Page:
Certifications to Look Out For
You may be wondering how you can make sure that your products are cruelty-free or vegan, without having to trawl extensive ingredients lists. A simple way to find out if a product is truly vegan or animal-friendly is to have a quick glance at the brand’s website.
However, we understand this is not always possible! If you’re in a hurry, scan the products for any certification badges on the packaging.
Look out for;
- PETA Bunny: US-based, cruelty-free products certified by PETA.
- Leaping Bunny: International cruelty-free symbol certified by the Cruelty-Free International organisation and CCIC & BUAV.
- Choose Cruelty-Free “Not Tested on Animals” Bunny: Used in Australia and certified by the Choose Cruelty-Free organisation.
- Certified Vegan Button: Verifies that a product has no animal-derived ingredients and has also not been tested on animals, from the vegan.org organisation.
- Vegan Society Designation: Certified by The Vegan Society, to designate a product as being free from animal-derived ingredients or testing.
What About Vegetarian Beauty?
Now we’ve discussed the differences between vegan and cruelty-free beauty, it may benefit you to know a little about vegetarian beauty!
Just like with food and drink products, vegan and vegetarian labels are not the same.
A vegetarian beauty product is similar to a vegan one in that it does not contain any parts of an animal, for example, fat or gelatin. However, a vegetarian beauty product may still contain animal by-products that are not a part of the animal’s body, like lanolin or honey!
Again, like vegan beauty, vegetarian products are not necessarily cruelty-free, so make sure you fully understand what you’re buying before you add it to your routine.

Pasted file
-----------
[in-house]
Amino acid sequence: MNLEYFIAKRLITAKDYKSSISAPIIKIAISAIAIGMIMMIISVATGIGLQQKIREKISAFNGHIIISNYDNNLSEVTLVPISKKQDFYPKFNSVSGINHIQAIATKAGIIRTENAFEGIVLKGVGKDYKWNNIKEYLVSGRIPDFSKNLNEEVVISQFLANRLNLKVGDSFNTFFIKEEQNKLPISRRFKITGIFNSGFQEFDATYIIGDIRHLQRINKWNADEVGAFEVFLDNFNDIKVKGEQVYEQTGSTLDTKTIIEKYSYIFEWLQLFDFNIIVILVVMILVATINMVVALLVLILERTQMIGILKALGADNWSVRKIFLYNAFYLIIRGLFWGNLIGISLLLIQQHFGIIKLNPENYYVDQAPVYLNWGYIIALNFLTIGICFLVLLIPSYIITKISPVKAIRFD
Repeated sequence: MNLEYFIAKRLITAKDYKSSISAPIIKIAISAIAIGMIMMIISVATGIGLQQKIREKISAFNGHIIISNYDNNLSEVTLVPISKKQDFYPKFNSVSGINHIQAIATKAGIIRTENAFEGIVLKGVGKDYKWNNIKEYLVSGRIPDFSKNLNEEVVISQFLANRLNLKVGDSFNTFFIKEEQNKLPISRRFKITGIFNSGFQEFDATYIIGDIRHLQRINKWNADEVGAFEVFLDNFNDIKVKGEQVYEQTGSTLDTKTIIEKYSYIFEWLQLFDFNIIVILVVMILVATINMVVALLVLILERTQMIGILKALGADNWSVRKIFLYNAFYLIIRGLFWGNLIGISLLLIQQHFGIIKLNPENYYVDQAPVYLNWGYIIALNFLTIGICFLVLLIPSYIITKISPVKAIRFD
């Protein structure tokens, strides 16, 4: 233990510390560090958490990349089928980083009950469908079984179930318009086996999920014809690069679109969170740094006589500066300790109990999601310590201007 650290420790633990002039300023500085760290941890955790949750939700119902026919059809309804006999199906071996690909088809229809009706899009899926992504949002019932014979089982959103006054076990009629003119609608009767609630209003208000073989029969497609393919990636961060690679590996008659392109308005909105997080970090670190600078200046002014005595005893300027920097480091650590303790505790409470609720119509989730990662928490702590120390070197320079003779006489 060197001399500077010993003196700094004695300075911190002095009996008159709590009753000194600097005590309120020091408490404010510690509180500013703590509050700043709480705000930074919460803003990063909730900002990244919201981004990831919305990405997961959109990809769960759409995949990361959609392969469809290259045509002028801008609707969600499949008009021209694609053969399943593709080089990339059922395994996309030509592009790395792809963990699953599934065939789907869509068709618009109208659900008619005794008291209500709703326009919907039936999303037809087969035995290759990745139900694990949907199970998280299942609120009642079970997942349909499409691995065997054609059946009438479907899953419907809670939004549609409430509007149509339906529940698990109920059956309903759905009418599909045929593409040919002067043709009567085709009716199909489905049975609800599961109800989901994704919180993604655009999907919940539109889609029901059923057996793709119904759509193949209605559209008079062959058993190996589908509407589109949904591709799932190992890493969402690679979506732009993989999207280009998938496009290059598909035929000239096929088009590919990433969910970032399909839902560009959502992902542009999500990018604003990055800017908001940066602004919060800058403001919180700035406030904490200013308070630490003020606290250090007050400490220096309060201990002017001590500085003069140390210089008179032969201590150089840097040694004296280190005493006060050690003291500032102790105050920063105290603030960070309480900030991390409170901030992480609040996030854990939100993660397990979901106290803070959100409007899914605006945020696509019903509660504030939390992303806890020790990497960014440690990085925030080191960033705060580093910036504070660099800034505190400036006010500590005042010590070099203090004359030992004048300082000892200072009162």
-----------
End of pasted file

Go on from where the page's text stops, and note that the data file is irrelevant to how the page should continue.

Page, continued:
Our Tips For a Vegan Lifestyle
Now that you understand exactly what makes a product vegan and how you can be sure to pick it out on the shelf, explore our helpful tips for living a vegan lifestyle below!
Research, Research, Research!
It can be quite daunting leaping into the world of vegan beauty, but as long as you do the research, it should make the transition that little bit easier.
If you find one vegan product which you like, then explore the brands full range, as they will most likely have a lot more vegan products on offer!
Take it Slowly
Whatever it may be that brought you to the vegan lifestyle, it can make you feel like you want to start totally fresh. It can be tempting to throw away any beauty products that aren’t in line with your new lifestyle, but don’t try to start from scratch and expect to instantly have a new beauty routine.
Building a beauty collection, whether it is vegan or not, can take a lot of time, work and money, as you may not be sure which products you like or that work for your skin.
Don’t feel guilty for using the last of your products, as one runs out, simply replace it with a vegan alternative and in no time you will find your collection replenished with vegan goodness.
This will also give you time to do the research on different brands, so you won’t find yourself panic buying a product and only discovering later that it is not as you thought.
As you may have noticed from our earlier breakdown of ingredients, a lot of animal-derived products are given scientific and confusing names. This is often a clever technique by the manufacturer to disguise what an ingredient actually is, after all, who would buy a product with ‘sperm whale oil’ listed on the packaging?
So, if you’re ever in doubt about what an ingredient entails, then don’t be afraid to have a quick google there and then on the shop floor!
Starting Your Vegan Journey
We hope that our guide to vegan beauty has given you an insight into the wide and sometimes complicated world of vegan makeup and skin care!
Now it’s time to have fun finding new products to add to your collection, so remember to research, test and invest in your new guilt-free beauty routine.